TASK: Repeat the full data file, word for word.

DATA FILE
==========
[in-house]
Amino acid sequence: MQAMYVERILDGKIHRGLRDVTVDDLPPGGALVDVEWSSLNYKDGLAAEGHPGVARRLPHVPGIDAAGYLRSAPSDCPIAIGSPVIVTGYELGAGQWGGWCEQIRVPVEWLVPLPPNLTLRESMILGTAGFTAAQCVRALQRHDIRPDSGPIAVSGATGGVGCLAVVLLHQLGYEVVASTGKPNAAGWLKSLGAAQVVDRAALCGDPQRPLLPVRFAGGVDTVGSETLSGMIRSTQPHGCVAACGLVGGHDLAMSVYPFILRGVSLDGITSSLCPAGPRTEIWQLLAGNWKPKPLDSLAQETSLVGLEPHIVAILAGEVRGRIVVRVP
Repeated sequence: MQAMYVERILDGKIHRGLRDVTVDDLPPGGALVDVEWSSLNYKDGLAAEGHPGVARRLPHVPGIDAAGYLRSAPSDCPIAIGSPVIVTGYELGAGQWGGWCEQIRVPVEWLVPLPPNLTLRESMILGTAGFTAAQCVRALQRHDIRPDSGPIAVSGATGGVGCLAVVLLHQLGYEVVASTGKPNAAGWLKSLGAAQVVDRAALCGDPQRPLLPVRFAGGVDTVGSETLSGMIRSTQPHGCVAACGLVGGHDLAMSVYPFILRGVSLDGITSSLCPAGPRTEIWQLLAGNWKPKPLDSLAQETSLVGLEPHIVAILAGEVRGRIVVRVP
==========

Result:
[in-house]
Amino acid sequence: MQAMYVERILDGKIHRGLRDVTVDDLPPGGALVDVEWSSLNYKDGLAAEGHPGVARRLPHVPGIDAAGYLRSAPSDCPIAIGSPVIVTGYELGAGQWGGWCEQIRVPVEWLVPLPPNLTLRESMILGTAGFTAAQCVRALQRHDIRPDSGPIAVSGATGGVGCLAVVLLHQLGYEVVASTGKPNAAGWLKSLGAAQVVDRAALCGDPQRPLLPVRFAGGVDTVGSETLSGMIRSTQPHGCVAACGLVGGHDLAMSVYPFILRGVSLDGITSSLCPAGPRTEIWQLLAGNWKPKPLDSLAQETSLVGLEPHIVAILAGEVRGRIVVRVP
Repeated sequence: MQAMYVERILDGKIHRGLRDVTVDDLPPGGALVDVEWSSLNYKDGLAAEGHPGVARRLPHVPGIDAAGYLRSAPSDCPIAIGSPVIVTGYELGAGQWGGWCEQIRVPVEWLVPLPPNLTLRESMILGTAGFTAAQCVRALQRHDIRPDSGPIAVSGATGGVGCLAVVLLHQLGYEVVASTGKPNAAGWLKSLGAAQVVDRAALCGDPQRPLLPVRFAGGVDTVGSETLSGMIRSTQPHGCVAACGLVGGHDLAMSVYPFILRGVSLDGITSSLCPAGPRTEIWQLLAGNWKPKPLDSLAQETSLVGLEPHIVAILAGEVRGRIVVRVP